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Oliver Springs, a town once renowned for healthful waters, has been slammed with fines for releasing poorly treated sewage into its main creek.
Tennessee Department of Environment and Conservation has levied more than $175,000 in damages and penalties for violations of the Water Quality Control Act.
“These violations include, but are not limited to, the screening device was inoperable and should be replaced, equalization basin had compacted solids, therefore reducing its flow, signs of debris were noticeable throughout the plant and other numerous violations of the permit,” TDEC said.
The plant releases sewage effluent into Poplar Creek. Poorly treated effluent can carry disease, bacteria and other hazards to humans and wildlife.
An order outlining the findings assessed damages of $1,995.78 and a civil penalty of $175,200. It was signed by TDEC Commissioner Robert J. Martineau Jr. on June 30.
When contacted Monday evening, Oliver Springs Mayor Chris Hepler said he wasn’t aware the order had been issued.
“I knew some orders were coming and they were going to direct us to do some stuff at our treatment plant,” Hepler said. “But I have to find out, no offense, from you, that evidently an order has been issued and yet I have no copy of it. I just think for our state department, that’s a little unprofessional.”
According to U.S. Postal Service tracking, the letter arrived at the Oliver Springs Post Office at 8:08 a.m. on July 3, “and is ready for pickup.”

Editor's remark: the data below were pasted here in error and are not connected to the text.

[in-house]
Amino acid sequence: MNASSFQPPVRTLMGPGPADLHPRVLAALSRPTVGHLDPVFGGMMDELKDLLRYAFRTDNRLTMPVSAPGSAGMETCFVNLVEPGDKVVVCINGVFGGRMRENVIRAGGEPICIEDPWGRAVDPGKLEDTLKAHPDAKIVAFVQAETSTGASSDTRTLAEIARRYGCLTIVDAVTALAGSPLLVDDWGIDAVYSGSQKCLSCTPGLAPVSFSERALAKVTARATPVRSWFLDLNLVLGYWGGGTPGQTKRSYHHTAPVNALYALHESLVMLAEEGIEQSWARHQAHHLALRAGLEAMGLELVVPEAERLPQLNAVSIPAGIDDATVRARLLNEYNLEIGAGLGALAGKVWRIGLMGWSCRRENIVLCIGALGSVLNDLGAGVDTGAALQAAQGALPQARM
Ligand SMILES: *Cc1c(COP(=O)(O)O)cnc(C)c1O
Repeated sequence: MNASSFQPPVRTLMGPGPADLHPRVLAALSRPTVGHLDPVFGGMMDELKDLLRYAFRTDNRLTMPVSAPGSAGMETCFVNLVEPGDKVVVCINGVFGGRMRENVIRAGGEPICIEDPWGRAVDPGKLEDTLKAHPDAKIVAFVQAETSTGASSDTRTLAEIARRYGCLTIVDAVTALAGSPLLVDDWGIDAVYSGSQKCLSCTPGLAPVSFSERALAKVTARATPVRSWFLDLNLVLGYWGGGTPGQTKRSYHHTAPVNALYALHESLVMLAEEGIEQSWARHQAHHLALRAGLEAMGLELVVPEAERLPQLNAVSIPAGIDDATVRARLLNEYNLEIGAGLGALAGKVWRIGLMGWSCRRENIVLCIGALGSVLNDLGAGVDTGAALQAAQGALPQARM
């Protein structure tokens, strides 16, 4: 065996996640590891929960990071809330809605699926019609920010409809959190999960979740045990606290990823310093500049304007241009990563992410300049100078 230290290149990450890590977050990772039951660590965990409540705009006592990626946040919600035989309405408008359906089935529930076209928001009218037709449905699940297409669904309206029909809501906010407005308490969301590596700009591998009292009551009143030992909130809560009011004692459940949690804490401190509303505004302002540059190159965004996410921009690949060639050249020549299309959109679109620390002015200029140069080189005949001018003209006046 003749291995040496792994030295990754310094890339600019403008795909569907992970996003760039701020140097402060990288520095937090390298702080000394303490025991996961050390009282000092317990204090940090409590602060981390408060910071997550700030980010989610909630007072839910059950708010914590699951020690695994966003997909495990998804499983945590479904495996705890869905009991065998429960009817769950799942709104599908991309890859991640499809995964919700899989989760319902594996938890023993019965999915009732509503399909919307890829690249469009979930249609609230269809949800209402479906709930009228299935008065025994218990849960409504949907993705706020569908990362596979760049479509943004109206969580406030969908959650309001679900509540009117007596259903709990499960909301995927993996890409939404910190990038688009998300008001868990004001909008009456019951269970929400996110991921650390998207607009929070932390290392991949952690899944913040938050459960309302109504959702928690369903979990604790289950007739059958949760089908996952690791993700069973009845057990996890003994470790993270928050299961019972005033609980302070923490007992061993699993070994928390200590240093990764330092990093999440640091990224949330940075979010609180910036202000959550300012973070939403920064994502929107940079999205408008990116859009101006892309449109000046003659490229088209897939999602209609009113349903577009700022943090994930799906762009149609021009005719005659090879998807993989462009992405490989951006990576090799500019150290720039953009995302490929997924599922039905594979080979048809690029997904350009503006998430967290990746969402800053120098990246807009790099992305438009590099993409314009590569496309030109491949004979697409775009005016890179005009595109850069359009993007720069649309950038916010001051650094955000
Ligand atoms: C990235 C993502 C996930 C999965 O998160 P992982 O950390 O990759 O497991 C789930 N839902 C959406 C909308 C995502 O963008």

The order said TDEC found multiple deficiencies during a plant inspection on April 11, 2013.
“Solids were not settling in the clarifier, and the chlorine contact chamber had bubbling, an indication of settled solids on the bottom,” were some of the deficiencies noted.
TDEC said it found additional violations during a follow-up inspection on Feb. 28 this year.
The agency noted 47 E. coli bacteria violations, 46 ammonia violations, 29 suspended solids removal violations, one residual chlorine violation, three dissolved oxygen violations and one suspended solids removal daily maximum percent removal violation.
Hepler said he’s well aware the city has issues with its wastewater plant.
“But until they (TDEC) told us exactly what we needed to do, I wasn’t prepared to budget for something that we didn’t know,” he said. “What if we budgeted too little? What if we budgeted more than we needed to?”
Hepler said the city will do what’s necessary to get the plant in good standing.
“We’re going to comply with everything TDEC says we have to comply with,” he said. “We’re going to fix the sewer plant like it needs to be fixed, and hopefully, we’ll be able to do upgrades that will last 15 to 20 years in the future.”
Hepler said he planned to contact TDEC’s Knoxville office this week to discuss the order.
The city has the option to appeal.
“We’ve already got an engineering firm that’s doing a plant design upgrade for us,” Hepler said. “It’s not like we’ve been sitting on our hands.”
Oliver Springs once was a nationally known resort town based on the purported healing properties of its mineral springs. That reputation came to an end when the 150-room Oliver Springs Hotel burned in 1905.